Plants adapt to dry conditions in a variety of ways, but many respond to dry conditions by storing large quantities of water, which can be used in times of need. For example, cactuses store water in their trunks and stems, while aloe plants store water in their leaves. Additionally, plants that live in dry areas often evolve thick outer cuticles that can help retard the rate of water loss.
Some plants will discard their leaves when the humidity level drops or a drought occurs. When the rains return, the plant will produce more leaves and regain its vigor. This is similar to the annual leaf drop that accompanies some deciduous plants. Contrary to popular thought, deciduous plants drop their leaves in the winter as a response to the lack of water, not the reduced temperatures.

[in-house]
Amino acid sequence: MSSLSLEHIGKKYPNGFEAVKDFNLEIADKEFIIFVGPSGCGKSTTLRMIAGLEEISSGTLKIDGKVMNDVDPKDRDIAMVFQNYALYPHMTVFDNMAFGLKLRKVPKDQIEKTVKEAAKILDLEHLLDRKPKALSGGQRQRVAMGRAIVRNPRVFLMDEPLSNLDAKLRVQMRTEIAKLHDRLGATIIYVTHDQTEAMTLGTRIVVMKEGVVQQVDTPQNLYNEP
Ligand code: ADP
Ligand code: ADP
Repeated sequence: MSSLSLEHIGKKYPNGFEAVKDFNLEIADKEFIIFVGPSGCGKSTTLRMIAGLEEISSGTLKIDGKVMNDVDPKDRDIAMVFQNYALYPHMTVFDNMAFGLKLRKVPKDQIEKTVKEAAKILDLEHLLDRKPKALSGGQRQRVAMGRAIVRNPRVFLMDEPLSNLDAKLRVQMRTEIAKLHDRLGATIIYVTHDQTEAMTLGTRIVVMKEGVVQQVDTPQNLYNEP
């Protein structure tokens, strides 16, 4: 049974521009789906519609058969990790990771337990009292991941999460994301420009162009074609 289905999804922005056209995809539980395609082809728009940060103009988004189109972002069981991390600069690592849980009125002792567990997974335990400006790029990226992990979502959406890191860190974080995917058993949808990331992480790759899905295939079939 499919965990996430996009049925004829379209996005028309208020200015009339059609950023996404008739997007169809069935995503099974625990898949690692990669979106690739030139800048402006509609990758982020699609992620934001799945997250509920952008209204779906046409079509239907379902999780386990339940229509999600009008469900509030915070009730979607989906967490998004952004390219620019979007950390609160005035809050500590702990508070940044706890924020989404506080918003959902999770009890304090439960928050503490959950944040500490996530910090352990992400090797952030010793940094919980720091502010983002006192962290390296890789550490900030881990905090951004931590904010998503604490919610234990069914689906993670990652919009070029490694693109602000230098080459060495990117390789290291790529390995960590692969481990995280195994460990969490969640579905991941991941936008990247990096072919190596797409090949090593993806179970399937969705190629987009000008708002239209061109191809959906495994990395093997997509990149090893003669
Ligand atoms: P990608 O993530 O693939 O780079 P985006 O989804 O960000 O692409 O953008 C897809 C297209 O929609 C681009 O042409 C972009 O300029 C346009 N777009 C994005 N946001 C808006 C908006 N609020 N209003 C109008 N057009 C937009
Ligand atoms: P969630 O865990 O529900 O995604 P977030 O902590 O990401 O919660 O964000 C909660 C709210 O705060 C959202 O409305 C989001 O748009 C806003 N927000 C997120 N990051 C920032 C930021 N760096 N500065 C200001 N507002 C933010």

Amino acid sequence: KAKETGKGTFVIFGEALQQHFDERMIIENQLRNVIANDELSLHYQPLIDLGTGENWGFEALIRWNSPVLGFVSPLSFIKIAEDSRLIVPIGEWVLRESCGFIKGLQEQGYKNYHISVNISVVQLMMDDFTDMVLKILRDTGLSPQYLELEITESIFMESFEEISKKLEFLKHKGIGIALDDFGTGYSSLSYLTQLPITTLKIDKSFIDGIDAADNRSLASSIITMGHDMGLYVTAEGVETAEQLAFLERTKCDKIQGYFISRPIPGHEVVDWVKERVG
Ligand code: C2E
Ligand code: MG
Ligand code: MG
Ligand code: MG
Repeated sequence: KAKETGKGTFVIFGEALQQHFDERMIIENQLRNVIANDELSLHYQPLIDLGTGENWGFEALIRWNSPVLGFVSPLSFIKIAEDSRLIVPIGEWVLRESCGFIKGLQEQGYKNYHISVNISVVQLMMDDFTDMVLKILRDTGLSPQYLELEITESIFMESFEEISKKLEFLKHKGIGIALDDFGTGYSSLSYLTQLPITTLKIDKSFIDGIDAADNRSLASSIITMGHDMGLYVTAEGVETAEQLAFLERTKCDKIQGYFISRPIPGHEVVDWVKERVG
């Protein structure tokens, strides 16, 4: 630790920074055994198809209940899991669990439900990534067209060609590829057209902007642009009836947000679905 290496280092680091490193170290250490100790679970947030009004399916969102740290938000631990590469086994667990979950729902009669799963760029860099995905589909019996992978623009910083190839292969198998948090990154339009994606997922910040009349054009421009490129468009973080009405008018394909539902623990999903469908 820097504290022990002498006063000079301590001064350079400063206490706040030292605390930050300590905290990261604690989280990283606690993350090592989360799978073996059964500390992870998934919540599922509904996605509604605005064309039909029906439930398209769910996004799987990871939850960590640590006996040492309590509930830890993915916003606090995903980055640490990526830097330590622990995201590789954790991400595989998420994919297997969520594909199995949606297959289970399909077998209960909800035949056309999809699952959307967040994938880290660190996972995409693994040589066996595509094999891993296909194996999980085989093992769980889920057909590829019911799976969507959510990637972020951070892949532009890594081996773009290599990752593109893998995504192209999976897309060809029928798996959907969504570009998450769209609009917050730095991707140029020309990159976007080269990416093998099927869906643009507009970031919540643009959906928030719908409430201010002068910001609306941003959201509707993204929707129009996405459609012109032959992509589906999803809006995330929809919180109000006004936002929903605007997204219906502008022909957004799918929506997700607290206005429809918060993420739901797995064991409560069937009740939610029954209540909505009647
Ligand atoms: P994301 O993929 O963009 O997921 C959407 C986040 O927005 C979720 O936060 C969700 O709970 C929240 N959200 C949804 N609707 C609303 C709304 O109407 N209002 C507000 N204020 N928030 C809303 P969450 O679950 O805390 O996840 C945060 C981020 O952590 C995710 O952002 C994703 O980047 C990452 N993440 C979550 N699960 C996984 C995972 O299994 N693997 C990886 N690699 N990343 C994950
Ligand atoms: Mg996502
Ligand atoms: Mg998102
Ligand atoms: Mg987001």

Tree and plant leaves often have small holes on their lower surfaces, called stoma. These openings allow water to escape into the atmosphere, in a process known as transpiration. The reason that plants function this way is to draw water up from the roots. As the water evaporates from the leaves, it creates a suction effect, which draws the water from the ground via the roots.